The evidence is actually to the contrary.
For instance, a 2018 study by Oxford Economics, a UK-based research and analysis consultancy, found that the migrants who arrived in the country in 2016 would make a total net positive contribution of £26.9 billion to the public finances over the entirety of their stays in the country.
That may not necessarily convince people left in desperation and destitution by the ongoing economic catastrophe – there is a degree of correlation between those who are in the most perilous circumstances and their opposition to immigration – but the financial arguments for embracing newcomers have not been made loudly or consistently enough. That must change.
This is quite apart from the moral arguments – our surely self-evident obligation to our fellow man – and all the examples of people who would not be with us were it not for travel and immigration. British Prime Minister Boris Johnson is the great-grandson of Ali Kemal, a minister in the dying days of the Ottoman Empire. If Ashok Varadkar had not moved from India to the UK in the 1960s, Ireland's Taoiseach, or Prime Minister, would not be his son Leo.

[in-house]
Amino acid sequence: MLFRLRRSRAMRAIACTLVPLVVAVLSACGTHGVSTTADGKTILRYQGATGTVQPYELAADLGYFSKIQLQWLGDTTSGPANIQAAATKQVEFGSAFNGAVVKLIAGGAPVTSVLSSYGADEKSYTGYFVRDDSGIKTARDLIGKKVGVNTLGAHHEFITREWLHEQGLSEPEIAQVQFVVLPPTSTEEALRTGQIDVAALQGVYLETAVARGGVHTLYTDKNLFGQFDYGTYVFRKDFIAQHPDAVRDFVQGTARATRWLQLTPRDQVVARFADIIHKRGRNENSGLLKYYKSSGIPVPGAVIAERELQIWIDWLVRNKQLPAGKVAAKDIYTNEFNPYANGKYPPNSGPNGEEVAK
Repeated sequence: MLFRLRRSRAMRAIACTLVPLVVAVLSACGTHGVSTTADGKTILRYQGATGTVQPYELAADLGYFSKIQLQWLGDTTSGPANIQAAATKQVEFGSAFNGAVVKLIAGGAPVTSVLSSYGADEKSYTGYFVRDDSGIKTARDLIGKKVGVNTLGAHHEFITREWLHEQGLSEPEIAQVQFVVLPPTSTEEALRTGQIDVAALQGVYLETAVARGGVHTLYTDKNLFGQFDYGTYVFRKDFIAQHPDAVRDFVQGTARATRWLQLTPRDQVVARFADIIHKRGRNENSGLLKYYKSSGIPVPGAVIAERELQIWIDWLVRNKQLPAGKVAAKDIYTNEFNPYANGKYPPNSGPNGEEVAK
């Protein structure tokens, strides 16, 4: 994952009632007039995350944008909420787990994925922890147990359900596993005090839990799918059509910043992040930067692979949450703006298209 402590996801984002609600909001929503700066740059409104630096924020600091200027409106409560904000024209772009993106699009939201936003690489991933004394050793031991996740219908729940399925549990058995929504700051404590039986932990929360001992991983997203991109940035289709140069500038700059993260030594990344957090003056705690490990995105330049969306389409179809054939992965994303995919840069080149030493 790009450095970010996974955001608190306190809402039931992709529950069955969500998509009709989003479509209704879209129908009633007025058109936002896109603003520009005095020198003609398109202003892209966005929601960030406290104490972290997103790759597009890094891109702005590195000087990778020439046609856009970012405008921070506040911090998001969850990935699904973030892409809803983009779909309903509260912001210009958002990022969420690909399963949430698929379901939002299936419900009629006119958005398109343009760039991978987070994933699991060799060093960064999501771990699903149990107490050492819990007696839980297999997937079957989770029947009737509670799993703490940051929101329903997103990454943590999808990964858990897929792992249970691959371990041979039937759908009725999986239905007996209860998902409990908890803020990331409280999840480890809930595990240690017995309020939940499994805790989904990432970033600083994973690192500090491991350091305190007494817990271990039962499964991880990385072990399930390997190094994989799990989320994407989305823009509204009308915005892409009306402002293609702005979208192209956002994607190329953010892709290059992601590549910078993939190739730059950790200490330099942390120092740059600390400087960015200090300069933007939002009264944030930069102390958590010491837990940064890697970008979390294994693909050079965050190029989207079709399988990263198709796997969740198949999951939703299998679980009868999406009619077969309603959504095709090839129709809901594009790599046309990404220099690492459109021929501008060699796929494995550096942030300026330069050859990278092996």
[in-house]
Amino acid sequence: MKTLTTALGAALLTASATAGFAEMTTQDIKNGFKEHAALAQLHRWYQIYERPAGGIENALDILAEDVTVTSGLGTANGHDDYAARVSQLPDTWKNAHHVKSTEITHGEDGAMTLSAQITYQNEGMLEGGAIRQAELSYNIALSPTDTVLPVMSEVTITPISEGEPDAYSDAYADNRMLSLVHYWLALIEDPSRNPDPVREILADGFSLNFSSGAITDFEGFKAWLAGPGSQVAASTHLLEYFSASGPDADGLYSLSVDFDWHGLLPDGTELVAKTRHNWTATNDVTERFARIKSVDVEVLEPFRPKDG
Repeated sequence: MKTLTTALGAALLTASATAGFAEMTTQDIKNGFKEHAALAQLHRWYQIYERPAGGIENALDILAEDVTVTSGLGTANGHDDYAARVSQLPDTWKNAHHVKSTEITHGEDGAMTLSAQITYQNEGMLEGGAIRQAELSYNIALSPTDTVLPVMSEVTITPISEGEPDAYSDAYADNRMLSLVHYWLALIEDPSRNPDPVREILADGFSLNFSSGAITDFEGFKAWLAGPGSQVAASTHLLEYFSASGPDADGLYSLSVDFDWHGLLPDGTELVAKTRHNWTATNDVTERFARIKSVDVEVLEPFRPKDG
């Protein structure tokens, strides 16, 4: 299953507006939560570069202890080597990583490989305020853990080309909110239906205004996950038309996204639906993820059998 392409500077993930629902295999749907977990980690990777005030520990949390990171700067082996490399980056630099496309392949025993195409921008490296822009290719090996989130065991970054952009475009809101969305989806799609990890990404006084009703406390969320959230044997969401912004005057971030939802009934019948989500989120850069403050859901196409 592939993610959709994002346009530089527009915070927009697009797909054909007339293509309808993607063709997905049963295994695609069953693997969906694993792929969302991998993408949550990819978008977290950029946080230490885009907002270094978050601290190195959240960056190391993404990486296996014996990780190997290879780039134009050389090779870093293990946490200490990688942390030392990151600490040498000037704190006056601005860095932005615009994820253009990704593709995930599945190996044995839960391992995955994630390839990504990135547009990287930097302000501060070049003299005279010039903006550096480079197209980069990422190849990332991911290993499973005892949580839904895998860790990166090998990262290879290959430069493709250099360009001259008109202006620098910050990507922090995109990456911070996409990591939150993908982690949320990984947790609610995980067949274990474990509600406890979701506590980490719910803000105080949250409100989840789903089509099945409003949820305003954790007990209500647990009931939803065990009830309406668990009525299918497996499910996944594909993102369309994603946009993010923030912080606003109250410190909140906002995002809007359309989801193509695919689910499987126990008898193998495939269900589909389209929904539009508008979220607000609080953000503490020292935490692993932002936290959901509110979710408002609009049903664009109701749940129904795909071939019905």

This applies particularly to America, a country built on immigration. Mr Trump’s mother emigrated from Scotland, and his paternal grandparents from Germany. At least three US secretaries of state, Madeleine Albright, Zbigniew Brzezinski and Henry Kissinger, were born abroad. So was LIRS’s Mrs Vignarajah. But, she says: “I fear some have forgotten who we are as a country and how we got here.”
Mrs Vignarajah thinks this is a time to "highlight the value" of immigrants. I – the son of an immigrant – agree. And so, it seems, does Prime Minister Johnson. On leaving hospital in London after being stricken by the virus, he praised the staff for saving his life, extending particular thanks to two nurses who "stood by my bedside for 48 hours when things could have gone either way".
They were "Jenny from New Zealand" and "Luis from Portugal", he said. It was notable where they were from, and Mr Johnson will have known exactly what he was signalling by letting the world know. It was not just a nod to the "Global Britain" he has been promoting for the UK's post-EU future. It was also a return to the liberal, cosmopolitan political stance Mr Johnson took when he was London's mayor. It was a very personal and prominent "thank you" to two immigrants and an affirmation of the conviction that immigration is in every way a force for good.
Two foreign-born workers helped save a world leader. They put their lives on the line for others – as so many immigrants are doing in country after country. Remember that when racist populists decry them as parasites. Sometimes they are our saviours. And even when they are not, we must recognise them as our brothers and sisters if our common humanity is to mean anything to us at all.
Sholto Byrnes is a commentator and consultant in Kuala Lumpur and a corresponding fellow of the Erasmus Forum